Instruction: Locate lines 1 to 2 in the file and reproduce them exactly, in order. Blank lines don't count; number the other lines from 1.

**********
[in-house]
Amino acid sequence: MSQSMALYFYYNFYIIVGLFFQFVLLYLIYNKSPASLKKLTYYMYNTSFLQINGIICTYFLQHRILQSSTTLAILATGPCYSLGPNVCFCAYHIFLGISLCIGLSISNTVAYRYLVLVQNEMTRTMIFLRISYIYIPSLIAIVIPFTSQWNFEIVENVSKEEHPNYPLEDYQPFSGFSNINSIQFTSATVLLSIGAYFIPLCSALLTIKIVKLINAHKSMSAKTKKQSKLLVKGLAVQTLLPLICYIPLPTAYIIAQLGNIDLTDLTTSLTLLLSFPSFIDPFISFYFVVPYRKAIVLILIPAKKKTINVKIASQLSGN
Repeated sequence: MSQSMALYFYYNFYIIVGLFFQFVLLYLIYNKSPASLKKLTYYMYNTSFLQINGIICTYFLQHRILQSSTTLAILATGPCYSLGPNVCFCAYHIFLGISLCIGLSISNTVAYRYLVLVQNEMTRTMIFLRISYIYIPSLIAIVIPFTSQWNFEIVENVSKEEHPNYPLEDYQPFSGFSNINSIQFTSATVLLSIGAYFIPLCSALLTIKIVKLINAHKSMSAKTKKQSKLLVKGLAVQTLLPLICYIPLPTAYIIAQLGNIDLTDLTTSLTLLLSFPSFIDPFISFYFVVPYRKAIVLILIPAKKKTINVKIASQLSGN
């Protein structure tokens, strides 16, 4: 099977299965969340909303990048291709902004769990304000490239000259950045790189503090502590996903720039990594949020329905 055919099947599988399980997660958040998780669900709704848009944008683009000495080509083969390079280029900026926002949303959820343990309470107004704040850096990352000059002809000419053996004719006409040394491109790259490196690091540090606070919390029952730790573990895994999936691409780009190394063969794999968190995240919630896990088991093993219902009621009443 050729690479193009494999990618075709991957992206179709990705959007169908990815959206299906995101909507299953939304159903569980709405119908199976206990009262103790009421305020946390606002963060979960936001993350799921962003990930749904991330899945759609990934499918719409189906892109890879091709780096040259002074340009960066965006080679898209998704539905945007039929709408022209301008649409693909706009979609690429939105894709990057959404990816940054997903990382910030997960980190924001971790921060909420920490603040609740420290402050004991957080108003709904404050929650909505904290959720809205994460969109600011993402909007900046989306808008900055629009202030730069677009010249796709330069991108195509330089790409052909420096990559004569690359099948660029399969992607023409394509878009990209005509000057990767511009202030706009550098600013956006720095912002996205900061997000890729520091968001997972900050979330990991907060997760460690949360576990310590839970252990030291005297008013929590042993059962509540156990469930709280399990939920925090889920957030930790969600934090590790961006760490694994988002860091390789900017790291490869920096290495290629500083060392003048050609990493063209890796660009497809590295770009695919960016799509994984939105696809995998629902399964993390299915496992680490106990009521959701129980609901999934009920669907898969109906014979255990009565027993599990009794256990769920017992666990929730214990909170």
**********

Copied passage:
[in-house]
Amino acid sequence: MSQSMALYFYYNFYIIVGLFFQFVLLYLIYNKSPASLKKLTYYMYNTSFLQINGIICTYFLQHRILQSSTTLAILATGPCYSLGPNVCFCAYHIFLGISLCIGLSISNTVAYRYLVLVQNEMTRTMIFLRISYIYIPSLIAIVIPFTSQWNFEIVENVSKEEHPNYPLEDYQPFSGFSNINSIQFTSATVLLSIGAYFIPLCSALLTIKIVKLINAHKSMSAKTKKQSKLLVKGLAVQTLLPLICYIPLPTAYIIAQLGNIDLTDLTTSLTLLLSFPSFIDPFISFYFVVPYRKAIVLILIPAKKKTINVKIASQLSGN